This could have helped with tyre warm-up in qualifying, which is something that Max Verstappen was struggling with. But as we saw, Ferrari paid the price for that extra drag in the race.
But this does show that, for Ferrari, at least if you increase downforce you get it back in laptime and for that to happen you need to have good power levels.
Let’s look at the numbers in detail. In this table, one column ranks the qualifying positions before any penalties were applied. In the second, the five speed trap figures from a lap are averaged out. We’re looking at all of the speed traps averaged out because the speeds are so fast in all of them – those at the end of each sector and in the main speed trap 200 metres before the last corner. This means that none of them reflect pure acceleration that could be attributed to power unit performance.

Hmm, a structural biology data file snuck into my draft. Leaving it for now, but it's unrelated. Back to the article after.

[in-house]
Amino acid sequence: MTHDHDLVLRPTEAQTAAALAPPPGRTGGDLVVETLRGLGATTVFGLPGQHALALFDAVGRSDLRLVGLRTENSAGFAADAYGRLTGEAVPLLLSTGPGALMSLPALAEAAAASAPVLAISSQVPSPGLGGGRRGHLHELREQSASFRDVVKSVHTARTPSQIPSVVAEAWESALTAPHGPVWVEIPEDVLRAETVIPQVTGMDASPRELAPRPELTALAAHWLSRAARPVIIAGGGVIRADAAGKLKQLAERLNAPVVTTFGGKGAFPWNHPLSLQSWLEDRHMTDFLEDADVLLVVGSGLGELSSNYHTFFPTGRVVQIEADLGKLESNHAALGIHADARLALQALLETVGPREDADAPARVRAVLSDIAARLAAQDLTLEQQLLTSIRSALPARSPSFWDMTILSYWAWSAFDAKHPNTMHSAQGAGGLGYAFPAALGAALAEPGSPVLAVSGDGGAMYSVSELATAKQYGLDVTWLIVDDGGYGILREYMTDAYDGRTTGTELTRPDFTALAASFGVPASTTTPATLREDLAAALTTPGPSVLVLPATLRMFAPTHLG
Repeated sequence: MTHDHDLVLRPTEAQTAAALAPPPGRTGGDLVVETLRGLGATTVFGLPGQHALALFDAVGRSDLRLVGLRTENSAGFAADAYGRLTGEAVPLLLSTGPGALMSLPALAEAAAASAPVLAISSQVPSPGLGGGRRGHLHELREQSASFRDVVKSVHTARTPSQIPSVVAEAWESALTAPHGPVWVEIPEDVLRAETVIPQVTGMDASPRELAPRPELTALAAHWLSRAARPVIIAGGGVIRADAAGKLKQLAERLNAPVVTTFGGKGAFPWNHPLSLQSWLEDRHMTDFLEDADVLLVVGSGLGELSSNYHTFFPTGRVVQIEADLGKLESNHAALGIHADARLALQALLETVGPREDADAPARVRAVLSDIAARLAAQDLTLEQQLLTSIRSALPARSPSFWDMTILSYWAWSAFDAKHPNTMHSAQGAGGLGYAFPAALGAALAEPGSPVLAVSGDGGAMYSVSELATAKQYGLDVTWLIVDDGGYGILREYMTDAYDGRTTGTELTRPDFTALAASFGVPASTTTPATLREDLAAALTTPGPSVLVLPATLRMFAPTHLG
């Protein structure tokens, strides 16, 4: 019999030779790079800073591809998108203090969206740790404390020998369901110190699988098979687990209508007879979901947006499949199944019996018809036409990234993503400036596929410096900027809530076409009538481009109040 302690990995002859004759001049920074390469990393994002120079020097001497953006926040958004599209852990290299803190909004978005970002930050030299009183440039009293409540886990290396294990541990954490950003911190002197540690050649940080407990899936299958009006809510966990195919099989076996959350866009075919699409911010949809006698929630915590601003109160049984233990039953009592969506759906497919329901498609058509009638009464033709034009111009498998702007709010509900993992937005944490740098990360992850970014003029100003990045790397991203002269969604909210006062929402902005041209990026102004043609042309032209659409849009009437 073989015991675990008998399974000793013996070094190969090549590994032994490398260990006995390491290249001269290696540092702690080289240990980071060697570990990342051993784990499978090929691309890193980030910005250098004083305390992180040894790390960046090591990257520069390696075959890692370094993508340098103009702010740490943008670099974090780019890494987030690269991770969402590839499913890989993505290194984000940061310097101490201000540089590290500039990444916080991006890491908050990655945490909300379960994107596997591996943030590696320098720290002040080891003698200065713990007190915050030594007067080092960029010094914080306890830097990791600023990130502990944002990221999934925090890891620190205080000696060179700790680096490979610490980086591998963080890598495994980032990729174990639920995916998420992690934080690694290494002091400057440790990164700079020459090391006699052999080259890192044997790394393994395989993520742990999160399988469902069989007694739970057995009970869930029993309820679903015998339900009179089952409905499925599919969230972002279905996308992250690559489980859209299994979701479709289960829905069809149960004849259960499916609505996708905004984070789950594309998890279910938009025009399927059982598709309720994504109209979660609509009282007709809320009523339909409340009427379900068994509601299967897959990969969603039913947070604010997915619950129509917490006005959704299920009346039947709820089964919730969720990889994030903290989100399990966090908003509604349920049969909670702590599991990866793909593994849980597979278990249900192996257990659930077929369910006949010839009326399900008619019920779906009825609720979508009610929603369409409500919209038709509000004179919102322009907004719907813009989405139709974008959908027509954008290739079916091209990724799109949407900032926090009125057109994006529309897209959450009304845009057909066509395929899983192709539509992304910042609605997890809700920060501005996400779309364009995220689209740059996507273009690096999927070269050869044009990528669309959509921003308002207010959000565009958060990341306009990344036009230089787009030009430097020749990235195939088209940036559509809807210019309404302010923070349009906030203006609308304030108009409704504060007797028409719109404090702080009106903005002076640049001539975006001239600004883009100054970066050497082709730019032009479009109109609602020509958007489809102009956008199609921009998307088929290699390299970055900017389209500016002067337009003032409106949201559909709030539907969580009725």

To see the patterns more clearly, each driver is colour coded according to engine supplier. And there is a lot of Mercedes silver at the bottom of each of these columns.
Qualifying performance and average speeds appear to me at least to go hand in hand. And as Ferrari has shown, even if you run a little more downforce you get it back in laptime so this Mercedes problem is not all about wing levels.
If you look at the Williams cars, they were running as high a level of ‘visual’ rear wing as any Mercedes-powered car. Alex Albon was 17th in qualifying and surprisingly fourth in the average speed trap ranks.
This shows that it is not just the visibly obvious rear wing section that contributes to the drag of the car. Nicholas Latifi was 19th and 16th in the speed traps, but his performance was compromised by a crash at Turn 12.
The two Aston Martin cars were running what was visually the lowest rear wing among the Mercedes-powered cars and qualified 15th and 18th. On the average speed charts, its cars are 19th and 15th. This just shows that for these Mercedes-powered cars, there is no clear direction of what levels of downforce you need to run to get best lap performance.